Saskatoon

Marijuana-infused drinks maker disappointed with generic packaging rules

A company trying to break into the marijuana-infused drinks business isn't happy with Health Canada's new regulations on packaging.

Rules specify edibles packaging must be generic, not mention alcohol

This is a mockup of what a cannabis-infused drink can will look like under the current Health Canada rules. (Submitted by Hill Street Beverage Company)

A company trying to break into the marijuana-infused drinks business isn't happy with Health Canada's new regulations on packaging.

Last week, the federal government came out with its official rules and timetables on cannabis edibles. 

Among the new rules came strict edicts on packaging, including limitations on brand logos and descriptions of the product.

"If I was to come to your home and bring you a bottle of cannabis infused wine as a gift, do you want me to show up with that bottle of wine looking like toilet bowl cleanser or do you want it to look like a beautiful bottle of wine," said Terry Donnelly, CEO of the Vancouver-based Hill Street Beverage Company.

Hill Street plans to add cannabis to its de-alcoholized wine and beer products. However, the packaging on the label can't mention any type-of alcohol-related wording 

Donnelly said it's still unclear if his bottles could mention information like the type of grapes that are used in the de-alcoholized wine.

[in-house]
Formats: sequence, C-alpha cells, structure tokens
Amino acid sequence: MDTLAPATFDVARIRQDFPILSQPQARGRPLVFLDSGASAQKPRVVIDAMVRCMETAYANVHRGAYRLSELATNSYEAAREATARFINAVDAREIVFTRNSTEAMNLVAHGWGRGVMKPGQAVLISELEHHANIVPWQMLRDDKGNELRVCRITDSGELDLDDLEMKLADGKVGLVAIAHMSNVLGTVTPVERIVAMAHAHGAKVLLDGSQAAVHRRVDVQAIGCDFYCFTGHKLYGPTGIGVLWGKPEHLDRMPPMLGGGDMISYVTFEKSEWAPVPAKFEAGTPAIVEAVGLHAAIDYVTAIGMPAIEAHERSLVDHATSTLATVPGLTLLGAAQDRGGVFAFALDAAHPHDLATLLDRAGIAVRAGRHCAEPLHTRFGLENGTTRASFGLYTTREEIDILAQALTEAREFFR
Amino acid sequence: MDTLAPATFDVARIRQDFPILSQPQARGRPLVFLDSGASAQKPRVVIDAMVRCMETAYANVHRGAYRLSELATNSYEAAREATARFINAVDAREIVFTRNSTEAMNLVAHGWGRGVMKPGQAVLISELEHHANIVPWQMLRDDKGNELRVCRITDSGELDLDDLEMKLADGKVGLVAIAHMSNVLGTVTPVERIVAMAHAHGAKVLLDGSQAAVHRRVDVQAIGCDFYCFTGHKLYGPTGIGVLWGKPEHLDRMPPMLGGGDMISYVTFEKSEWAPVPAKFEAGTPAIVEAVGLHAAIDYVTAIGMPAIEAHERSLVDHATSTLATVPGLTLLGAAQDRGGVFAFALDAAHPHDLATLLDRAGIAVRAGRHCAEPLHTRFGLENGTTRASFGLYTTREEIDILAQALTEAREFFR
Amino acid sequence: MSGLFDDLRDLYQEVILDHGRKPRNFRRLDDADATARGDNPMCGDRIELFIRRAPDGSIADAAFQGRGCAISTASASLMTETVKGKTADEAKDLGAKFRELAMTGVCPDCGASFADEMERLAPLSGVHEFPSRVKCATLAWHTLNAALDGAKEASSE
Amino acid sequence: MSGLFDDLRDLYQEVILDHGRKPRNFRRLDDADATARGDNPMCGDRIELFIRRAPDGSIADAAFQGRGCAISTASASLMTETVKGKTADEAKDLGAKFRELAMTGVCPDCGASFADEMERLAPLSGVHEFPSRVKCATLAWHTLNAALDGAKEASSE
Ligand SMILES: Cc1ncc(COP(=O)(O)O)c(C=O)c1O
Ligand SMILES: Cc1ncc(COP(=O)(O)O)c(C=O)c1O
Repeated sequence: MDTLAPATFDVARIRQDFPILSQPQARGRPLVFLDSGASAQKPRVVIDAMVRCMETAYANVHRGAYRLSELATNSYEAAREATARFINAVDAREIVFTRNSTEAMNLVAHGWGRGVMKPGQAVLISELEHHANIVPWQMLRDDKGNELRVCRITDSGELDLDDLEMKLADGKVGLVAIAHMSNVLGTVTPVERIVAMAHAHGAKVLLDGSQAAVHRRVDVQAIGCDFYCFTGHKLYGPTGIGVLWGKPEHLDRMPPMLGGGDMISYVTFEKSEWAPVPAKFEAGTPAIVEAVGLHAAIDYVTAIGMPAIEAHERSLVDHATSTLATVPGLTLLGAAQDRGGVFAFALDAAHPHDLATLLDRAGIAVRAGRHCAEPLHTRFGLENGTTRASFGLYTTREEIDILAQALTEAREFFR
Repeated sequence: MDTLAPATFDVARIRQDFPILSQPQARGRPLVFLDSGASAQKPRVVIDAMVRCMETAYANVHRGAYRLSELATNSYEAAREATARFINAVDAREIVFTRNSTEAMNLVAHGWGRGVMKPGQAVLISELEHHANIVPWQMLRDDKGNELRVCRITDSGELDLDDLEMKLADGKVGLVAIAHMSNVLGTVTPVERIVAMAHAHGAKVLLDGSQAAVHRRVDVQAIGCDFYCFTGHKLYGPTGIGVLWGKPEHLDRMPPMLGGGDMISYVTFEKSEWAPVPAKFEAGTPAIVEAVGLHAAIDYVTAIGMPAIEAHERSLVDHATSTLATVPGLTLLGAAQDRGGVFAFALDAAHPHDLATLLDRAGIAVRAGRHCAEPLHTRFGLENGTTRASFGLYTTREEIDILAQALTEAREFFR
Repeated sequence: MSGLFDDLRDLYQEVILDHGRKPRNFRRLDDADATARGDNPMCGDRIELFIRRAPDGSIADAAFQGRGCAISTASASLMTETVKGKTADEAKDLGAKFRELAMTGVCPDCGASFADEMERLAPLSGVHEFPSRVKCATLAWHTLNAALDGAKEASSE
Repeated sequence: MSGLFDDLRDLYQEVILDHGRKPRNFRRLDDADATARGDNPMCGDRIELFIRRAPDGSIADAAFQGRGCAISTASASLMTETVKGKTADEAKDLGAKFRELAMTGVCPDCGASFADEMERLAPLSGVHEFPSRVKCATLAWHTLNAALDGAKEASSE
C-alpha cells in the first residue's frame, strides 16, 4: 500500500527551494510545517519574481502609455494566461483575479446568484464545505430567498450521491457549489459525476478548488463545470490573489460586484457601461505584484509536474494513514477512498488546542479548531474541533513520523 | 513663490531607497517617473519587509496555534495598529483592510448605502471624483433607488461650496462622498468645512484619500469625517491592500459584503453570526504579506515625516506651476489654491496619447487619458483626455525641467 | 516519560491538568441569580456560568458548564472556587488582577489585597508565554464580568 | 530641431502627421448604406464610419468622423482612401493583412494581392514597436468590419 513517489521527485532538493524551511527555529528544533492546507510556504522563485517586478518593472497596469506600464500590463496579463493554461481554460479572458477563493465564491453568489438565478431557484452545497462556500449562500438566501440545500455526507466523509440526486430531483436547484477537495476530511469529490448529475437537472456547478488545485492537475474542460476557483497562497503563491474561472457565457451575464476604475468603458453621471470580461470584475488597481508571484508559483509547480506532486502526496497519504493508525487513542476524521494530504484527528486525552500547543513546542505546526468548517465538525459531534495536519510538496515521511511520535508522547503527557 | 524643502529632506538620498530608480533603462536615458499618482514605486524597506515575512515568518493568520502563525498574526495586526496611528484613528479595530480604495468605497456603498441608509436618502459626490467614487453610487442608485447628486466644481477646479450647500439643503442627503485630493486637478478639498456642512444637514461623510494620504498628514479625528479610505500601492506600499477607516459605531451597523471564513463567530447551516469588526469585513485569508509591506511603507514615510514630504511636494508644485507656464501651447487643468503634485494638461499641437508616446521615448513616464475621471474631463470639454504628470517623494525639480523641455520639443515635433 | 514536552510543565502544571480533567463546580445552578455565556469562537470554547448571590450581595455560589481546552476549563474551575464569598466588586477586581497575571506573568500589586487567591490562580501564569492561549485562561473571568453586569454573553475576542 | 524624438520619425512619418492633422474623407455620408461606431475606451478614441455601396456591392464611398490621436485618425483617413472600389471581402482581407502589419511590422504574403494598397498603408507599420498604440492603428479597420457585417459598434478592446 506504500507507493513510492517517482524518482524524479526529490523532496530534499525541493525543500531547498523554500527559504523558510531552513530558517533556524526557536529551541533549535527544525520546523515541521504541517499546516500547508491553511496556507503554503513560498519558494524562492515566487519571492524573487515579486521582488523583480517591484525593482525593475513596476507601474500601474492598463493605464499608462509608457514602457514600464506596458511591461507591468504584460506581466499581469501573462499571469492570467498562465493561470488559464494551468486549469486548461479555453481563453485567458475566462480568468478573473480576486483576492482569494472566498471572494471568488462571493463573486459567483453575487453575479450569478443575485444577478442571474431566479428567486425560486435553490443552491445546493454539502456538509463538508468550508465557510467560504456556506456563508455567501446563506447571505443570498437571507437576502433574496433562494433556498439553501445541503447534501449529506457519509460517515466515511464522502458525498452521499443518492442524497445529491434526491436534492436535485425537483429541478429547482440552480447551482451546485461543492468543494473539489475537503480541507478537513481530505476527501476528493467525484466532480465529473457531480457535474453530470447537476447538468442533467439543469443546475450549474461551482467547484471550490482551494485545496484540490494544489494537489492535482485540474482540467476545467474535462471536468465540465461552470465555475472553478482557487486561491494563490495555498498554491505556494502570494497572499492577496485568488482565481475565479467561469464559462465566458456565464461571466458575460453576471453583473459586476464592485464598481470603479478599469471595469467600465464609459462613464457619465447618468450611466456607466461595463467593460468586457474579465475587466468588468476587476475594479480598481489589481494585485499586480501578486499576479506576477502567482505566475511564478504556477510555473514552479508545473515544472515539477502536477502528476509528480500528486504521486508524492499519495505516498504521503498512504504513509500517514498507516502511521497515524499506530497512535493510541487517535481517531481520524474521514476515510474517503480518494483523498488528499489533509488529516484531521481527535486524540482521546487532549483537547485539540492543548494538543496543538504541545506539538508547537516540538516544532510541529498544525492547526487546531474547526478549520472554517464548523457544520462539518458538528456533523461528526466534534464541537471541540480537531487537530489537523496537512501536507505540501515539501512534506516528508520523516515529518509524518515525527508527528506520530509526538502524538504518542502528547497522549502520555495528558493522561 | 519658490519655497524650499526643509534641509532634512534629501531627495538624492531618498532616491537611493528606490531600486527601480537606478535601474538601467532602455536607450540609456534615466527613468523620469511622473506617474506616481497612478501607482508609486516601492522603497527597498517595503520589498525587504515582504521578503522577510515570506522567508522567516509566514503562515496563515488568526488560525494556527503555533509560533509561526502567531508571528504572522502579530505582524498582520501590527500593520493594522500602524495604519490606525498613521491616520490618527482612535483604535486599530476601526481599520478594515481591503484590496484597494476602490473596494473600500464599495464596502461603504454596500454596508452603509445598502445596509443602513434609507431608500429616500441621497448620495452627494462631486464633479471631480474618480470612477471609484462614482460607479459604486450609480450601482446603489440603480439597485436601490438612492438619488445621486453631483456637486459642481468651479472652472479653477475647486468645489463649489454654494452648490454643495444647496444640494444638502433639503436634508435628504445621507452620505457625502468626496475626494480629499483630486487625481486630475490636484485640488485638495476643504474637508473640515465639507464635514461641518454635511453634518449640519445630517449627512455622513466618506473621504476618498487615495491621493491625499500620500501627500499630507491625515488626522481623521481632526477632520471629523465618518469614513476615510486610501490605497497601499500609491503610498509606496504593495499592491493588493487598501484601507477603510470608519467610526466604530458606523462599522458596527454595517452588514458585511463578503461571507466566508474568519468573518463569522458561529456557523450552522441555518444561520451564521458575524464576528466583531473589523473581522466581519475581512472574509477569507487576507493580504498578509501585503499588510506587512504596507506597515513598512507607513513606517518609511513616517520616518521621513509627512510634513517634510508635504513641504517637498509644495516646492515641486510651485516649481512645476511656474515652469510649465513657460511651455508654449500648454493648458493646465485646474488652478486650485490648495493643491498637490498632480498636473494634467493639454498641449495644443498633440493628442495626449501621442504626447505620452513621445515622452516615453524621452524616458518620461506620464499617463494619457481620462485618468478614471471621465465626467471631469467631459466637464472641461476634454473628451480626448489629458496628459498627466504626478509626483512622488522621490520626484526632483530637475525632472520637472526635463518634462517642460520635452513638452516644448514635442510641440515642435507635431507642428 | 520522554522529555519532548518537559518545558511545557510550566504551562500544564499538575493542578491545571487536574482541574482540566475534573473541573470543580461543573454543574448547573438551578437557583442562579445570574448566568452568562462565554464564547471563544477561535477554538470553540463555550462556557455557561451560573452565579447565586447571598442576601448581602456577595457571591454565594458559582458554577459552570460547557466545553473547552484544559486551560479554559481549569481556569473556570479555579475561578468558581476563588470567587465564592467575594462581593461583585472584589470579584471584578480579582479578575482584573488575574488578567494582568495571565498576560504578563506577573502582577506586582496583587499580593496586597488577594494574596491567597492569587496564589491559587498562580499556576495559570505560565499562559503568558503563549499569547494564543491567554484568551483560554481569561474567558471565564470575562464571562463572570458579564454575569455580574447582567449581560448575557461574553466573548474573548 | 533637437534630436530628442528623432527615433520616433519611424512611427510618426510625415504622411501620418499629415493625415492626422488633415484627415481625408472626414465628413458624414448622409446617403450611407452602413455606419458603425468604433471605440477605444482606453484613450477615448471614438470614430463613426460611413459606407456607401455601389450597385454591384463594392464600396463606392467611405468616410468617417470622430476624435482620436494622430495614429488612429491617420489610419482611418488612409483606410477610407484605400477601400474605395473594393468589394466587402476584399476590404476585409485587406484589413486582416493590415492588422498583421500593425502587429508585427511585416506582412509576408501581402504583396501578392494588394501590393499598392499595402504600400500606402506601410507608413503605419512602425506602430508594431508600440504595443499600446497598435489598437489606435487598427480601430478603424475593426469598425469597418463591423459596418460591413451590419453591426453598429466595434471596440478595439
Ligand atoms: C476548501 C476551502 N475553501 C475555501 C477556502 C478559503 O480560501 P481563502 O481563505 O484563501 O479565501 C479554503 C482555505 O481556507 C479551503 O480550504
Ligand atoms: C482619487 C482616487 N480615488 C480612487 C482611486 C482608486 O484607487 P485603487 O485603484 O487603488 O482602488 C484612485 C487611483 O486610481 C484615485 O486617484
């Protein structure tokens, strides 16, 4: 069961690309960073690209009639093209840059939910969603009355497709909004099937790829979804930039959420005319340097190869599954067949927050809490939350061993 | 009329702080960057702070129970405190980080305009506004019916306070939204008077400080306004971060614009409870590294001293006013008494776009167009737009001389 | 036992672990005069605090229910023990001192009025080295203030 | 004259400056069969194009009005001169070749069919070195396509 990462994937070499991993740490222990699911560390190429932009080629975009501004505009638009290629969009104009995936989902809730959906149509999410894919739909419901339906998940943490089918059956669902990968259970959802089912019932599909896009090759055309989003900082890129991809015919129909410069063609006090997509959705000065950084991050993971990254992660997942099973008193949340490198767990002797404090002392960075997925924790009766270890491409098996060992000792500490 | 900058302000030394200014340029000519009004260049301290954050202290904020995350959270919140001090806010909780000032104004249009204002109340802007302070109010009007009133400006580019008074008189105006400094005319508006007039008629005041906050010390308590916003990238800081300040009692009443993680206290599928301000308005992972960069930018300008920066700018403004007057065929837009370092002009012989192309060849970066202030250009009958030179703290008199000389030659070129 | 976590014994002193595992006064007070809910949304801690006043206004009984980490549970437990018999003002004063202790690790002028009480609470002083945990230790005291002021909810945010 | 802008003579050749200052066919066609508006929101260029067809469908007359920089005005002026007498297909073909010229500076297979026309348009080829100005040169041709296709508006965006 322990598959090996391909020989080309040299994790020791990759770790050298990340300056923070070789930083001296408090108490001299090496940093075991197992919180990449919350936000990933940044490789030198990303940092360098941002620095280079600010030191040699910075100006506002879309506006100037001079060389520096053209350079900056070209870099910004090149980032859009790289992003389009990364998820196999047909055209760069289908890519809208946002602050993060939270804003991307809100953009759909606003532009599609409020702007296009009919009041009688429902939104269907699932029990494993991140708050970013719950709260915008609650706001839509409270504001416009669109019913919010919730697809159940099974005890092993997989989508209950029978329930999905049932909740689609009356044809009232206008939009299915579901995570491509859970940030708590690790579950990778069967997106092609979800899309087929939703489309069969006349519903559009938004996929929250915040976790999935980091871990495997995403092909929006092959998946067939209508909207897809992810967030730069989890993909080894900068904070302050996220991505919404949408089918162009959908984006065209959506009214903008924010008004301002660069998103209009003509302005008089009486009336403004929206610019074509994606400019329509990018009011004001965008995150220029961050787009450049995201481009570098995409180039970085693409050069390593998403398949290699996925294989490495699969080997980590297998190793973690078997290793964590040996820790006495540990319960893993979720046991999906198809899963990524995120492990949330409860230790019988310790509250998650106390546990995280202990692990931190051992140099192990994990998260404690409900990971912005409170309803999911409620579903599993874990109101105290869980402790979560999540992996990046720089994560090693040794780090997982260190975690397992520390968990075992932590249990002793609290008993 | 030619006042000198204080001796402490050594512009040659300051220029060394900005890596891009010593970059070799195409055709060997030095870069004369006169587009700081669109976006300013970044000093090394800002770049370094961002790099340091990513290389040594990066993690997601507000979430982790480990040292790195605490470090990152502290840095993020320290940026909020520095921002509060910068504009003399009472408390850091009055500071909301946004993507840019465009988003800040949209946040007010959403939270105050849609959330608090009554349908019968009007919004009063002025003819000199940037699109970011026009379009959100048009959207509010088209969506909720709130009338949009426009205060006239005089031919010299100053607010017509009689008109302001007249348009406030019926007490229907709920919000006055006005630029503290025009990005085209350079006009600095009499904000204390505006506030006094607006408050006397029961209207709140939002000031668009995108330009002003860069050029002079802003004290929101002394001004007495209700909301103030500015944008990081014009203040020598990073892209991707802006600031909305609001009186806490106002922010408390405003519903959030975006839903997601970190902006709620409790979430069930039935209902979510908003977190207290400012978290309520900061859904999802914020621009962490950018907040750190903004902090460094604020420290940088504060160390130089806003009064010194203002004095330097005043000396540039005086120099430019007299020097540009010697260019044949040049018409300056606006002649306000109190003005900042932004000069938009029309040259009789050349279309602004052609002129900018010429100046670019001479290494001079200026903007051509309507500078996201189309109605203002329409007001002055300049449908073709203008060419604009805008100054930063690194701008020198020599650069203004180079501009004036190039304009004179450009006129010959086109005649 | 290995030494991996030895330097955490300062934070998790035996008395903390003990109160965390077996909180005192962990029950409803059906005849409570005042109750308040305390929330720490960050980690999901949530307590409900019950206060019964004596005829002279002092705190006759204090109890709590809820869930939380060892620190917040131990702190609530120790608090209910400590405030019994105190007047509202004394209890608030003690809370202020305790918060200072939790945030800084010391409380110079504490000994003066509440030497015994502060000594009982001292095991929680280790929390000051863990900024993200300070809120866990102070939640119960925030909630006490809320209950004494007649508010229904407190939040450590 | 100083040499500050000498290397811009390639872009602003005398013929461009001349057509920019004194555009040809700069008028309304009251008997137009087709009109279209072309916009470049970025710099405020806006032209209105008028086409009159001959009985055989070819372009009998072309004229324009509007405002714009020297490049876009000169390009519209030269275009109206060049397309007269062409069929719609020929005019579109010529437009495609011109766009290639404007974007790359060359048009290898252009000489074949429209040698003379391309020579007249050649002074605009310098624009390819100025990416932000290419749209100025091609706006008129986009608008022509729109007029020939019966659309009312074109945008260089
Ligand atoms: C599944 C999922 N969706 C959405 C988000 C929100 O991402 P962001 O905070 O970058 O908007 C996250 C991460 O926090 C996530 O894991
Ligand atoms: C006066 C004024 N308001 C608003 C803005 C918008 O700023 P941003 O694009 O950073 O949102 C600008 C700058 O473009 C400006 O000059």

"Can I use the word cabernet sauvignon, which is the type of grape that's in the liquid to describe the liquid that's in the bottle?" he asked. "That poses a bit of a conundrum."

Competing with black market

The federal government said the packaging is designed to limit the appeal of cannabis products and reduce the risk of over-consumption.

Donnelly said he is concerned that the strict new rules will drive consumers toward the black market.

"If you've seen some of the packaging that exists in the black market, some of it is absolutely spectacular," he said. "As the better option, you should allow those legal products to actually establish compelling brands that allow consumers to trust those brands."

Hill Street Beverage recently bought Saskatchewan cannabis company OneLeaf for $16 million.

The company's products will only be available in cannabis stores.

Donnelly said he was pleased that the federal government has established official timelines about when edibles will hit the market. 

The company is planning to roll out its products in Spring 2020.

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